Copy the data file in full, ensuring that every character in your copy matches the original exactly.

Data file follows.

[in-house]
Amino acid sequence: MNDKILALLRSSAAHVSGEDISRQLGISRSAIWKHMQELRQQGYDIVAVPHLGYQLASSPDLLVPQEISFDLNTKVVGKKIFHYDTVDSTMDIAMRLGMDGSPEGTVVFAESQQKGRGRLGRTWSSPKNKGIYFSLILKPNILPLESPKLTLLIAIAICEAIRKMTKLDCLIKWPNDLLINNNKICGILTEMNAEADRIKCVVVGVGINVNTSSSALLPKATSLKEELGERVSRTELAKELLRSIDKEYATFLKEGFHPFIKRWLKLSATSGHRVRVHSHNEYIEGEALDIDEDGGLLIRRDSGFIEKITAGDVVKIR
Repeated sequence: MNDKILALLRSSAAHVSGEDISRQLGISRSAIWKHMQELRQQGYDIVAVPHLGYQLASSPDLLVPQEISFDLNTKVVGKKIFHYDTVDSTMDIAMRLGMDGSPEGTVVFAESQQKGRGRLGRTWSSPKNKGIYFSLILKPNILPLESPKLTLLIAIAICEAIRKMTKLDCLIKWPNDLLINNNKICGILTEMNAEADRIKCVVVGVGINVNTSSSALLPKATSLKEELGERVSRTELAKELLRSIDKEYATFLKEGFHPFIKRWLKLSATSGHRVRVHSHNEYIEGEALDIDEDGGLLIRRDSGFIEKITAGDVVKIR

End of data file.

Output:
[in-house]
Amino acid sequence: MNDKILALLRSSAAHVSGEDISRQLGISRSAIWKHMQELRQQGYDIVAVPHLGYQLASSPDLLVPQEISFDLNTKVVGKKIFHYDTVDSTMDIAMRLGMDGSPEGTVVFAESQQKGRGRLGRTWSSPKNKGIYFSLILKPNILPLESPKLTLLIAIAICEAIRKMTKLDCLIKWPNDLLINNNKICGILTEMNAEADRIKCVVVGVGINVNTSSSALLPKATSLKEELGERVSRTELAKELLRSIDKEYATFLKEGFHPFIKRWLKLSATSGHRVRVHSHNEYIEGEALDIDEDGGLLIRRDSGFIEKITAGDVVKIR
Repeated sequence: MNDKILALLRSSAAHVSGEDISRQLGISRSAIWKHMQELRQQGYDIVAVPHLGYQLASSPDLLVPQEISFDLNTKVVGKKIFHYDTVDSTMDIAMRLGMDGSPEGTVVFAESQQKGRGRLGRTWSSPKNKGIYFSLILKPNILPLESPKLTLLIAIAICEAIRKMTKLDCLIKWPNDLLINNNKICGILTEMNAEADRIKCVVVGVGINVNTSSSALLPKATSLKEELGERVSRTELAKELLRSIDKEYATFLKEGFHPFIKRWLKLSATSGHRVRVHSHNEYIEGEALDIDEDGGLLIRRDSGFIEKITAGDVVKIR